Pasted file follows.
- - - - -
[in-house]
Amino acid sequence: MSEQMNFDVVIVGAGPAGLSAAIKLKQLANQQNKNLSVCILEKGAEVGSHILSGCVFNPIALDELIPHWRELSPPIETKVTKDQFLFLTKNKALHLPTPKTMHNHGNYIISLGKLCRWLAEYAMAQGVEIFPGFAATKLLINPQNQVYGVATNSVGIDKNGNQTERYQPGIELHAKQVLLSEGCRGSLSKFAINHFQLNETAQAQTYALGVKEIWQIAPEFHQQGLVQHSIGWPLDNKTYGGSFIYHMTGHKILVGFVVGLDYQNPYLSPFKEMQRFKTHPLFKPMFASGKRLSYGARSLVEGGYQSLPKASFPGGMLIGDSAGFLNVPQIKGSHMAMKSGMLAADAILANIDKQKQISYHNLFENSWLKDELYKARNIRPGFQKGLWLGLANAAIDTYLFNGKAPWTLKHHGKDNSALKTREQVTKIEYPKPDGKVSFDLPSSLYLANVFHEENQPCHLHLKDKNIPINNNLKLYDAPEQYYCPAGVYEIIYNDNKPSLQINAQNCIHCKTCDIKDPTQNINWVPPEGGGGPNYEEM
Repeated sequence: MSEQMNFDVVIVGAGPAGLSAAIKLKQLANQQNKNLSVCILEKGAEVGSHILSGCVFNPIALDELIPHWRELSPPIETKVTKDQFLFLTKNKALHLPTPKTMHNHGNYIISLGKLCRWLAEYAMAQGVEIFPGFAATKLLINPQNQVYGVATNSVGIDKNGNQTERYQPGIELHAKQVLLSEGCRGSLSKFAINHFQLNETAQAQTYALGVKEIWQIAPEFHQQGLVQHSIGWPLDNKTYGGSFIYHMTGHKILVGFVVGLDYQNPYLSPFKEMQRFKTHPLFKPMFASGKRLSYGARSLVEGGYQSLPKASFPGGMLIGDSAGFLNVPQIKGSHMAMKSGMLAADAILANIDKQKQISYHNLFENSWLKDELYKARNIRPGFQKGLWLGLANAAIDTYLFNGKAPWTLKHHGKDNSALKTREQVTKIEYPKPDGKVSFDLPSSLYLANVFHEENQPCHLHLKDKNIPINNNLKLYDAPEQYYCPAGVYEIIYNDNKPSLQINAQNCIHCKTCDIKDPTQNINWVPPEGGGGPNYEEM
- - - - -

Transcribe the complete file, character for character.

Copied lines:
[in-house]
Amino acid sequence: MSEQMNFDVVIVGAGPAGLSAAIKLKQLANQQNKNLSVCILEKGAEVGSHILSGCVFNPIALDELIPHWRELSPPIETKVTKDQFLFLTKNKALHLPTPKTMHNHGNYIISLGKLCRWLAEYAMAQGVEIFPGFAATKLLINPQNQVYGVATNSVGIDKNGNQTERYQPGIELHAKQVLLSEGCRGSLSKFAINHFQLNETAQAQTYALGVKEIWQIAPEFHQQGLVQHSIGWPLDNKTYGGSFIYHMTGHKILVGFVVGLDYQNPYLSPFKEMQRFKTHPLFKPMFASGKRLSYGARSLVEGGYQSLPKASFPGGMLIGDSAGFLNVPQIKGSHMAMKSGMLAADAILANIDKQKQISYHNLFENSWLKDELYKARNIRPGFQKGLWLGLANAAIDTYLFNGKAPWTLKHHGKDNSALKTREQVTKIEYPKPDGKVSFDLPSSLYLANVFHEENQPCHLHLKDKNIPINNNLKLYDAPEQYYCPAGVYEIIYNDNKPSLQINAQNCIHCKTCDIKDPTQNINWVPPEGGGGPNYEEM
Repeated sequence: MSEQMNFDVVIVGAGPAGLSAAIKLKQLANQQNKNLSVCILEKGAEVGSHILSGCVFNPIALDELIPHWRELSPPIETKVTKDQFLFLTKNKALHLPTPKTMHNHGNYIISLGKLCRWLAEYAMAQGVEIFPGFAATKLLINPQNQVYGVATNSVGIDKNGNQTERYQPGIELHAKQVLLSEGCRGSLSKFAINHFQLNETAQAQTYALGVKEIWQIAPEFHQQGLVQHSIGWPLDNKTYGGSFIYHMTGHKILVGFVVGLDYQNPYLSPFKEMQRFKTHPLFKPMFASGKRLSYGARSLVEGGYQSLPKASFPGGMLIGDSAGFLNVPQIKGSHMAMKSGMLAADAILANIDKQKQISYHNLFENSWLKDELYKARNIRPGFQKGLWLGLANAAIDTYLFNGKAPWTLKHHGKDNSALKTREQVTKIEYPKPDGKVSFDLPSSLYLANVFHEENQPCHLHLKDKNIPINNNLKLYDAPEQYYCPAGVYEIIYNDNKPSLQINAQNCIHCKTCDIKDPTQNINWVPPEGGGGPNYEEM